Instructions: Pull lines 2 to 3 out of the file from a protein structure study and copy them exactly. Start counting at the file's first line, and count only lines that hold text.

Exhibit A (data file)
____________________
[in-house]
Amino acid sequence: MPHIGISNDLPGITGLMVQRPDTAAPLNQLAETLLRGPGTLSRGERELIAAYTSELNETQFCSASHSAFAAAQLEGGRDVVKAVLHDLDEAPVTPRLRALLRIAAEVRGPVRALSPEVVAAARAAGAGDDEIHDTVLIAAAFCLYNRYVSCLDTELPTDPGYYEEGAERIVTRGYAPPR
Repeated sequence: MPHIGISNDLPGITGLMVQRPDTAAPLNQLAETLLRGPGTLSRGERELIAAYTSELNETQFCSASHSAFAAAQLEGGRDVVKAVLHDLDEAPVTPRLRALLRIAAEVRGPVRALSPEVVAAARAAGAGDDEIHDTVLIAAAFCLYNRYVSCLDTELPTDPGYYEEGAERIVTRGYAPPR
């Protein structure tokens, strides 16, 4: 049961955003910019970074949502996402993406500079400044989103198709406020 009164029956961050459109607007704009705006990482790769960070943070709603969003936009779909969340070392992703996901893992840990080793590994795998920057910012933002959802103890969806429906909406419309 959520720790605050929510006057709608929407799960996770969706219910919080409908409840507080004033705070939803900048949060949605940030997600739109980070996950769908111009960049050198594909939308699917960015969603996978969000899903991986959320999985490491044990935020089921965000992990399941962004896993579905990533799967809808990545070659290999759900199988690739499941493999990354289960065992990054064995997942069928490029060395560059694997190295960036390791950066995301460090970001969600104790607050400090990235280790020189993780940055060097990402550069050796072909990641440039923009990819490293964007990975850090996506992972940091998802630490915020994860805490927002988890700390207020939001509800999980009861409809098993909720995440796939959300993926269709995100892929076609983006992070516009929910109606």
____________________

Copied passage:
Amino acid sequence: MPHIGISNDLPGITGLMVQRPDTAAPLNQLAETLLRGPGTLSRGERELIAAYTSELNETQFCSASHSAFAAAQLEGGRDVVKAVLHDLDEAPVTPRLRALLRIAAEVRGPVRALSPEVVAAARAAGAGDDEIHDTVLIAAAFCLYNRYVSCLDTELPTDPGYYEEGAERIVTRGYAPPR
Repeated sequence: MPHIGISNDLPGITGLMVQRPDTAAPLNQLAETLLRGPGTLSRGERELIAAYTSELNETQFCSASHSAFAAAQLEGGRDVVKAVLHDLDEAPVTPRLRALLRIAAEVRGPVRALSPEVVAAARAAGAGDDEIHDTVLIAAAFCLYNRYVSCLDTELPTDPGYYEEGAERIVTRGYAPPR